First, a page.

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Tax break denied to rail industry

A $180-million tax break sought by the fledgling high-speed rail industry in Florida and several other states was omitted from the budget bill written last week by Democrats on the Senate Finance Committee.

"I was very disappointed at that and frankly very surprised," said U.S. Sen. Bob Graham. "This has been identified as the No. 1 item in terms of starting a serious movement toward high speed rail in the U.S."

Graham's proposal would help states increase the amount of tax exempt bonds they can sell for high speed rail projects, including the route designated to run from Tampa to Orlando to Miami.

Graham said the tax exemption encourages an industry that provides the sort of high-wage jobs President Clinton touted during his campaign. The projects are risky, however, so Graham argues that the government must entice private investors by offering bonds that are free from federal taxes. Other transportation projects, such as airports and ports, already enjoy the tax exemption.

"We must prove that were are not asking America's major corporations to get into the white elephant business," Graham said earlier this year.

Last year, the Senate voted 55-40 to include the exemption in the 1992 tax bill, but the bill was vetoed for other reasons by President Bush. This year, President Clinton included the proposal in his deficit-reduction bill and tax bill and so did the U.S House in its version of the bill.

However, Graham doesn't sit on the Senate Finance Committee so he was unable to protect his proposal during the closed-door negotiations on the tax bill. When the bill was made public Wednesday, the high speed rail tax break had been taken out by lawmakers trying to cut the deficit. Graham hopes the exemption will be restored in later negotiations.

Schroeder calls foul against Senate

Rep. Patricia Schroeder, D-Colo., this week took a few more jabs in an ongoing feud between House members and their colleagues in the Senate.

"It's like a peacock farm over there; everybody spreads their tail," Schroeder said. "Everybody's got one vote _ for their own plan."

The subject in this case was negotiations over President Clinton's deficit-cutting bill.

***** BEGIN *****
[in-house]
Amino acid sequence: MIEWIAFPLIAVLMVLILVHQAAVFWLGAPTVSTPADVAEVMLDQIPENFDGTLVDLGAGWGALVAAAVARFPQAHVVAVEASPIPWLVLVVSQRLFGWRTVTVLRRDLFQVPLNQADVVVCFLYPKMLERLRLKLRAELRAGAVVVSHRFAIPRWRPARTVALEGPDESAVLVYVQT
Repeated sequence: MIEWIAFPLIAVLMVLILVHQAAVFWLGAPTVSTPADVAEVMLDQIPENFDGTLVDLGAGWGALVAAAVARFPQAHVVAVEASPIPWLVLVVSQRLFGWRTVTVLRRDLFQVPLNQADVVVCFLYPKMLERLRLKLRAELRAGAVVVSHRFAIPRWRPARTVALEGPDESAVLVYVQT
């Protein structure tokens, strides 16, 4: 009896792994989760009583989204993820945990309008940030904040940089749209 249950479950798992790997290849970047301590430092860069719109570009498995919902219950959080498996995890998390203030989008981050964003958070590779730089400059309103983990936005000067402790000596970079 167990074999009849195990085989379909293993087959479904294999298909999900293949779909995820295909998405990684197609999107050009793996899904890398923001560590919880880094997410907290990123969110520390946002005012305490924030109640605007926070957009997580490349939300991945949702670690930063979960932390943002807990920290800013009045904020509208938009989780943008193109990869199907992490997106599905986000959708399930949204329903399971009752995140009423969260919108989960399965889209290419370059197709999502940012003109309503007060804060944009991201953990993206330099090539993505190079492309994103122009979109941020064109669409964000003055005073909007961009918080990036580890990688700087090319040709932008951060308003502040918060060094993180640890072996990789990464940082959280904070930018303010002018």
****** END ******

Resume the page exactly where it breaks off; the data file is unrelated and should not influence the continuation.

Many House members think they've been double-crossed because they voted for a version of the bill that imposes the unpopular tax on British Thermal Units of energy. As soon as the bill got to the Senate, oil-state lawmakers got rid of the BTU tax and replaced the lost revenue with deeper spending cuts and a 4.3-cent a gallon gasoline tax.

Schroeder suggested a new revenue source: "If we could tax the Senate on a word-for-word basis, we might be all right."

Schroeder knows of what she speaks. She made 66 paid speeches last year to a variety of interest groups who paid her a total of $72,850, which was given to charity, according to the Washington Post.

Money sought for refugees' care

A bill introduced Friday by Rep. John Mica, R-Winter Park, would provide Florida, New York and Massachusetts with $1.83-million to help offset costs associated with the 142 HIV-positive Haitian refugees and their families immigrating to those states.

Co-sponsored by 23 House representatives, the bill would supply Florida with nearly $1.1-million to cover welfare, health care and educational costs normally paid for by the state. Mica said about $100,000 a year is needed to care for each Haitian refugee infected with HIV, the virus that causes AIDS.

Florida co-sponsors include Reps. Karen Thurman, D-Dunnellon, Charles Canady, R-Lakeland, Porter Goss, R-Sanibel, and C.W. Bill Young, R-Indian Rocks Beach.

Mica, citing an estimated $149-million Florida paid to help immigrants after the 1980 Mariel boatlift, said, "We've been hit with the tab before. The federal government has proved to be a deadbeat when it comes to paying these costs. (This time) we want the money up front."

The federal government already has made available $504,000 through contracts with social service organizations to help resettle the infected Haitian refugees and their families.

Thurman signed on to the bill thinking that it also included nearly $150-million to reimburse the state for the Mariel boatlift of 1980. When a Times reporter pointed out that the legislation didn't include the Mariel boatlift money, she quickly filed a second bill calling for the additional money.

_ Times staff writers David Dahl and Rebecca Patterson compiled this report.

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